This post is a little late because I had to get my mind right before I wrote it.
This past weekend was Father's Day weekend. This Holiday never really meant much to me because I did not have a real conversation with my father until I was 28 years old.
He was never around.
It was not all on him though. My Mom and my Father never had a healthy relationship. I must admit that he did try to be active in my life over my younger years, but my Mom always blocked him. So to be blunt, my Mom denied me the joy of having a Father. So my Pops was not a dead-beat Dad per-say, he just didn't have the balls to stand up to my Mother.
I finally grew a set of balls of my own and contacted him through one of my Aunty's and I flew out to North Carolina to see him. The resemblance was striking. The only difference was that I am about 2 inches taller than him. After that initial get together, we talked on the phone all the time and whenever I could, I would fly out to North Cacalac to see him.
He was a cool dude.
A lot like me.
My father died from complications from diabetes late last year.
The pain of that is still... well it hurts.
I miss my father terribly. I tried to cram 28 years into the past 6 or 7, and I don't think I did it. He never let on how sick he was. He never told me anything about his illness. Every time we talked he was always up-beat and laughing, and threatening to disown me if I did not hurry up and give him a grandson.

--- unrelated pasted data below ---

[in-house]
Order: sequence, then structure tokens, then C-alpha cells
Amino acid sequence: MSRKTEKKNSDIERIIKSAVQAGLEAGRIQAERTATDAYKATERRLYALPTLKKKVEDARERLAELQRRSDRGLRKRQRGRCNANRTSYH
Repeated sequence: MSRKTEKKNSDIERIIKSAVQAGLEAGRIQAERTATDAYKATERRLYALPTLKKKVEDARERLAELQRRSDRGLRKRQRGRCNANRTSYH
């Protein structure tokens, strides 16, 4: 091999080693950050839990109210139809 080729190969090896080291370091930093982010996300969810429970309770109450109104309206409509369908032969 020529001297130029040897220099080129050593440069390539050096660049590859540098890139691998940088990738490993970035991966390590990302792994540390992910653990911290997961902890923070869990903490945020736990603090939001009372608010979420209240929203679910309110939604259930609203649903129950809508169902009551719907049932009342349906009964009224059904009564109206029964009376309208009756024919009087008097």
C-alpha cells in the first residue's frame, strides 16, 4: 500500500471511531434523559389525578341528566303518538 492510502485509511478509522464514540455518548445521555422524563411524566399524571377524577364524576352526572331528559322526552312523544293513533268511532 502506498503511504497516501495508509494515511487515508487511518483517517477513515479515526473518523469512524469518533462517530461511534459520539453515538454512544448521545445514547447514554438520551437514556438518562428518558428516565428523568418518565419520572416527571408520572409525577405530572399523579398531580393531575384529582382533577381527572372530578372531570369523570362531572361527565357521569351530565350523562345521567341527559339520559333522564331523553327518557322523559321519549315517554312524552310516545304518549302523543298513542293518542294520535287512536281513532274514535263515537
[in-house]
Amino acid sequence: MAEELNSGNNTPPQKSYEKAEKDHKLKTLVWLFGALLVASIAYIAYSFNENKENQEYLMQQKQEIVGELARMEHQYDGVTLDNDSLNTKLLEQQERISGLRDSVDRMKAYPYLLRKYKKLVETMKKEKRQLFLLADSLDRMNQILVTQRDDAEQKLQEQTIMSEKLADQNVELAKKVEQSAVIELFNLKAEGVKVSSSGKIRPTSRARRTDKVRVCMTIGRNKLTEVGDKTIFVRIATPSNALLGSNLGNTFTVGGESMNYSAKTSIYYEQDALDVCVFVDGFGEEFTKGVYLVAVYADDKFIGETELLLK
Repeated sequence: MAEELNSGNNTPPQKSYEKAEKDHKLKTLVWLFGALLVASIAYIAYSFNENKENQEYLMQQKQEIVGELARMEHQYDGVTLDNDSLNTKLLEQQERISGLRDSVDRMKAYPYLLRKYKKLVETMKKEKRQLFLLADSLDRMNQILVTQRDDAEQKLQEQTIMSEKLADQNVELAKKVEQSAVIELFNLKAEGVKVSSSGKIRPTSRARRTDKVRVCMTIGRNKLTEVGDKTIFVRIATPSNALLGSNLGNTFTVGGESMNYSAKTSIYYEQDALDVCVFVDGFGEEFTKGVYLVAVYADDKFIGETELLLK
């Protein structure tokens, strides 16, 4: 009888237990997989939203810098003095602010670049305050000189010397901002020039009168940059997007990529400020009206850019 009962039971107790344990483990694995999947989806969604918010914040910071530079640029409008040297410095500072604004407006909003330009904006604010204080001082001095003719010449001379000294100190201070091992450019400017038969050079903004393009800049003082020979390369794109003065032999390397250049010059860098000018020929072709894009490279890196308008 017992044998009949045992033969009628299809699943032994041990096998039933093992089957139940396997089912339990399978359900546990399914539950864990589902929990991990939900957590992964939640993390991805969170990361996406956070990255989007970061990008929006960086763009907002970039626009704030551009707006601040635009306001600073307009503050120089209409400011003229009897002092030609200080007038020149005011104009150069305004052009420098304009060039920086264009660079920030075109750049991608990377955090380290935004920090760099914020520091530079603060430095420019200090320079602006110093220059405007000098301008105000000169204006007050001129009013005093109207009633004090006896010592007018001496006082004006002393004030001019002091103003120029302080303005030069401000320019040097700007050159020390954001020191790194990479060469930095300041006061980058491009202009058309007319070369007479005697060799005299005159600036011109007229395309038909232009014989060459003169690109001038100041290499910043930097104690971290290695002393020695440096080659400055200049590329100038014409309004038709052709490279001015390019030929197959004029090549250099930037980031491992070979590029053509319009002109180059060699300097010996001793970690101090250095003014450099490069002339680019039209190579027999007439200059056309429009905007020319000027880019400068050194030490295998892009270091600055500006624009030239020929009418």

After 28 years of not having a father in my life, I finally had a Father and a friend.
Charles King was my Father.
Charles King was my Homie.
Charles King was my Dude.
He never got to see his grand-child since I have not had a child yet,(I think I am the oldest living straight Black-Man in America with no kids. But Wifey and I are still trying.)
I have to be a father.Even if we have to adopt, I WILL get the satisfaction of knowing that I had a positive impact on a child's life.
So this is to all the Charles Kings in America. He was living proof that not all Black Men leave their children.
He maybe showed up late in my life, but he was right on time.